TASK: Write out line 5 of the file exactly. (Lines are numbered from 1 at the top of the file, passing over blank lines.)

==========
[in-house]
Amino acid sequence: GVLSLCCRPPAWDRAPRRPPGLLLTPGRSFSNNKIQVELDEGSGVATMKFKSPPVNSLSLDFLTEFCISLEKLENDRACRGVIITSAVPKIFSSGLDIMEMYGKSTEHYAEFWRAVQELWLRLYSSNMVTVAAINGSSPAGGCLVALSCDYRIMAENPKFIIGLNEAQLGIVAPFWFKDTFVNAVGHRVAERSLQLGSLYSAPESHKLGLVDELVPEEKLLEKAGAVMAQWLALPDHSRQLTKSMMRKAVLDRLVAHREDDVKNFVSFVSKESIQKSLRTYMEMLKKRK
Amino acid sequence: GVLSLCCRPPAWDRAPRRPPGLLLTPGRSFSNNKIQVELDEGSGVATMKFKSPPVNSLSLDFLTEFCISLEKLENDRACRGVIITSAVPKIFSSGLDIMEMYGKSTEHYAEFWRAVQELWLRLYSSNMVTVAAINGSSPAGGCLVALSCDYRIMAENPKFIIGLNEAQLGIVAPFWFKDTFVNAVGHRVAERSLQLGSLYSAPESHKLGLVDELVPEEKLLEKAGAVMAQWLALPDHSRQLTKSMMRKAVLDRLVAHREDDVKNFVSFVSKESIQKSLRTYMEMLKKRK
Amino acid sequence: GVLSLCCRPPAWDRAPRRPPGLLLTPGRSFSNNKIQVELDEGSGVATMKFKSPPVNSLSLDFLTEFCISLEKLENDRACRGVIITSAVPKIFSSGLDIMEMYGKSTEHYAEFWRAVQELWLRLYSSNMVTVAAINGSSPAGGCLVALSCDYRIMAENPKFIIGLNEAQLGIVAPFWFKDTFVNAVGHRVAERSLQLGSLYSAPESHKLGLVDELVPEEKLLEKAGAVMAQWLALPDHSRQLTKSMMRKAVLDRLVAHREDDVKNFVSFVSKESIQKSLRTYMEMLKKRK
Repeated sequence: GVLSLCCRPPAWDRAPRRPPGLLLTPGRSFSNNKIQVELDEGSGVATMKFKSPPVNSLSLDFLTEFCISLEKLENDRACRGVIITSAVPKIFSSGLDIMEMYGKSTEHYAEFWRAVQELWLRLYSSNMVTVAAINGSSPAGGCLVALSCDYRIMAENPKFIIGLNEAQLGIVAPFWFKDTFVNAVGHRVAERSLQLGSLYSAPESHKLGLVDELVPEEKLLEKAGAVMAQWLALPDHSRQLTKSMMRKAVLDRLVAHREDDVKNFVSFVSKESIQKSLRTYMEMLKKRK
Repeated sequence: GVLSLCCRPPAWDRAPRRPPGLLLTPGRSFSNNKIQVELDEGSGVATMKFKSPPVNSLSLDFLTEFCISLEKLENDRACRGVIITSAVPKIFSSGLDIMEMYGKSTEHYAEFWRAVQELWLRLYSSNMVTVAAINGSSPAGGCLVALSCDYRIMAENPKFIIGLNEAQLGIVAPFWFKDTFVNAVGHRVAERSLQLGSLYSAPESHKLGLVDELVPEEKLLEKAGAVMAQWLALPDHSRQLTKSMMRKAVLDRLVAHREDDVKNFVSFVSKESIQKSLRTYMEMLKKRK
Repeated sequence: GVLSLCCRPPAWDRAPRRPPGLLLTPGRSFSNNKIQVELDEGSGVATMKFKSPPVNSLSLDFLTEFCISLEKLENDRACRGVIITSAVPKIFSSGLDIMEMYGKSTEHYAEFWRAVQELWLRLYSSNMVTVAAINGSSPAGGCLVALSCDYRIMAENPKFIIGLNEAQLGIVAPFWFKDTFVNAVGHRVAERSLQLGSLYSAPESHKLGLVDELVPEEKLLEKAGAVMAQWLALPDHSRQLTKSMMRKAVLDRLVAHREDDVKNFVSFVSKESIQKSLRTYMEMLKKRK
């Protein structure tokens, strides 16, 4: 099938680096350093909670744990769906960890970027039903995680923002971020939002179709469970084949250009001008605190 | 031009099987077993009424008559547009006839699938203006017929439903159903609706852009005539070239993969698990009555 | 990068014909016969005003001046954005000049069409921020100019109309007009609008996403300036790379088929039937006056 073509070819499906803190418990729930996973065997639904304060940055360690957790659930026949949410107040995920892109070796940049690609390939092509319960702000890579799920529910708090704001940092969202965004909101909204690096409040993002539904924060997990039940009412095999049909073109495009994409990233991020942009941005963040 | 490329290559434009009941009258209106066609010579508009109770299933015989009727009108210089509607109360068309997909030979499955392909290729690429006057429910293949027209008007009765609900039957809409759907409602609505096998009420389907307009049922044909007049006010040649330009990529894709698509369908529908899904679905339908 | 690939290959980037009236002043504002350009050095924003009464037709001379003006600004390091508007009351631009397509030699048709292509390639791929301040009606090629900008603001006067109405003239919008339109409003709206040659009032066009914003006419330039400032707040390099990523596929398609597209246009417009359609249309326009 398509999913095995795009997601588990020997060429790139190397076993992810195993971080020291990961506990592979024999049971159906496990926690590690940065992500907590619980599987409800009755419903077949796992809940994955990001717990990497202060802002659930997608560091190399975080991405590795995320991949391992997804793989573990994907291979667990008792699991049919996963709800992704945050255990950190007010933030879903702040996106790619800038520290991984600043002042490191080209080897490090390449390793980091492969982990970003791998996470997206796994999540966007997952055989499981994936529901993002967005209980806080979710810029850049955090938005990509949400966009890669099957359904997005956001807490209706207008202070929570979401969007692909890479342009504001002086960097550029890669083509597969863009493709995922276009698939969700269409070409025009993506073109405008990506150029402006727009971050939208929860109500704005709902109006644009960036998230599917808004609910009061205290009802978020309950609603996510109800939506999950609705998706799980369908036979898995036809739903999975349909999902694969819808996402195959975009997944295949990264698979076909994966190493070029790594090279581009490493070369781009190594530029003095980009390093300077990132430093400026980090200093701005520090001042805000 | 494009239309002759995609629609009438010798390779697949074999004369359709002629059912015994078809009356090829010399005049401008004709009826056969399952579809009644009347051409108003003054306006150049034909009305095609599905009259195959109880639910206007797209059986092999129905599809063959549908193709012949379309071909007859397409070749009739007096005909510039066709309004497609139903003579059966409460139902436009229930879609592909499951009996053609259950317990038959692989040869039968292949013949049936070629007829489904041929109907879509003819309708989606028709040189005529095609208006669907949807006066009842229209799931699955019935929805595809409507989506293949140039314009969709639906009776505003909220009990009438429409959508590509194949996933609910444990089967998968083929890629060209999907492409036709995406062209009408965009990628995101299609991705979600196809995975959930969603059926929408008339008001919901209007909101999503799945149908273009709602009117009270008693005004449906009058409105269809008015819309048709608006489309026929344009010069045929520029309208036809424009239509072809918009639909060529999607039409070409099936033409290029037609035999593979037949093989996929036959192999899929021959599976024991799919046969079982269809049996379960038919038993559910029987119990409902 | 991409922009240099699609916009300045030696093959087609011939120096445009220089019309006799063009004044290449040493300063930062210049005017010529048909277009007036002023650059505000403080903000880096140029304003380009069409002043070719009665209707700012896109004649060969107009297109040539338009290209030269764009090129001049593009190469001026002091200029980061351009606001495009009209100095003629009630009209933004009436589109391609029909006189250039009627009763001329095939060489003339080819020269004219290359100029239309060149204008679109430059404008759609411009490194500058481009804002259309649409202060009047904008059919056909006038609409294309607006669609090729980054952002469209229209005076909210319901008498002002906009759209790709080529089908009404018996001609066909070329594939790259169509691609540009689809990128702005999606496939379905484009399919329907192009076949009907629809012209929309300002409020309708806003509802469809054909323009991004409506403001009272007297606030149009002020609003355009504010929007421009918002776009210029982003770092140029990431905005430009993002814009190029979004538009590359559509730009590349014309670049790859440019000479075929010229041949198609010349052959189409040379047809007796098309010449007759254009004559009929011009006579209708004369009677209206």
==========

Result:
Repeated sequence: GVLSLCCRPPAWDRAPRRPPGLLLTPGRSFSNNKIQVELDEGSGVATMKFKSPPVNSLSLDFLTEFCISLEKLENDRACRGVIITSAVPKIFSSGLDIMEMYGKSTEHYAEFWRAVQELWLRLYSSNMVTVAAINGSSPAGGCLVALSCDYRIMAENPKFIIGLNEAQLGIVAPFWFKDTFVNAVGHRVAERSLQLGSLYSAPESHKLGLVDELVPEEKLLEKAGAVMAQWLALPDHSRQLTKSMMRKAVLDRLVAHREDDVKNFVSFVSKESIQKSLRTYMEMLKKRK